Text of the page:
There are legends in every sport, and Frank Zane represents the upper echelon of lifters. He's an anomaly whom many agree had the best-looking body ever. Unlike today's 250-300-pound bodybuilding champions, Zane never tipped the scales at more than 200 pounds in his competitive prime. Yet he earned three Mr. Olympia titles and is one of the few men to snatch a victory from Arnold.
A large part of Zane's appeal is tied to his physique. He sported the proportions of a Greek statue and literally wrote the book on symmetry. Unlike the modern stock of top pro bodybuilders like Heath, Coleman, or Cutler, whose physiques are just too outlandishly big to relate to, Zane represents the everyman who shifted the bodybuilding paradigm away from sheer mass, gently steering it toward pure aesthetics.
With the recent emergence of the competitive physique category, where athletes are lighter, it's now clear that Zane has always been a man ahead of his time. He's also one of the nicest and most genuine human beings you'll have the pleasure of meeting.
Taking a break from his personal coaching business, he kicked back with Train Magazine to impart some of the valuable knowledge he earned over the course of a lifetime of lifting. Here are Zane's opinions in his own words. Use his advice to earn yourself a timeless physique.
World Beating Foresight
Back in the 1970s, I was already taking large amounts of amino acids, like tryptophan and arginine, that are only now becoming popular. The whole low-carb diet craze was also something I used to do that's finding a lot of popularity. If I had one wish, it would be that I had taken more time to build up in weight rather than training excessively heavy when I was building toward a competition. This strategy always left me with too many injuries that I still suffer from today. There are two kinds of lifters: Those who want to get big fast and those who want to do it slowly so they last longer. The latter is a far smarter choice.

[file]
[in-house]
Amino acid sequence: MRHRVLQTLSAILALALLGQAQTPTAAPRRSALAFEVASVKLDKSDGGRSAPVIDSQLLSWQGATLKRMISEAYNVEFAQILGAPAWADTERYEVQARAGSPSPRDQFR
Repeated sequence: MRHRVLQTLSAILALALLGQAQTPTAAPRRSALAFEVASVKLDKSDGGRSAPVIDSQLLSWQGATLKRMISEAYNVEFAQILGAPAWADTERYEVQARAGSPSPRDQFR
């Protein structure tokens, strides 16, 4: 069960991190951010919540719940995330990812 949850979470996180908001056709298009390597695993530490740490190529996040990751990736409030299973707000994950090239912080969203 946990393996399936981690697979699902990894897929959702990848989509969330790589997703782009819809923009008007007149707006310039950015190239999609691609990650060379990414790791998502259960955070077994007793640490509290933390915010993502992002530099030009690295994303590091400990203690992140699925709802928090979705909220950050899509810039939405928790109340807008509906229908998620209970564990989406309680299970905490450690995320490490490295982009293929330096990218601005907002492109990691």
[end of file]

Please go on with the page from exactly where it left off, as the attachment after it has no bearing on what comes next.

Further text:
The King of Symmetry Sets the Record Straight
What most people talk about is not symmetry; it's bodybuilder symmetry. There is no such thing as pure symmetry between upper body and lower body. That's not symmetry, that's proportion. The bigger guys present themselves in a symmetrical way because they pose straight-on. If you cut down the middle of their body, you can compare left to right.
I never did that, and I avoided poses where left and right were doing the same thing, yet people would always say I was very symmetrical. In fact, my left and right side were never even, and they definitely don't match symmetrically. Everyone said I had it, so I only presented my strong points and didn't do a lot of side poses. I learned that from Bill Pearl.
Perfection Is Unattainable
You'll always run into problems if you try to assign a number to any part of your body. Even in contests, they don't assign numbers to things. Instead, I took photos and studied them. All that other crap where the size of your neck, arms, and calves should be the same is just ridiculous. If you want, you can write some numbers down, but at the end of the day it's what people see that counts. Be sure to present the perfect illusion.
The Advancement of Nutrition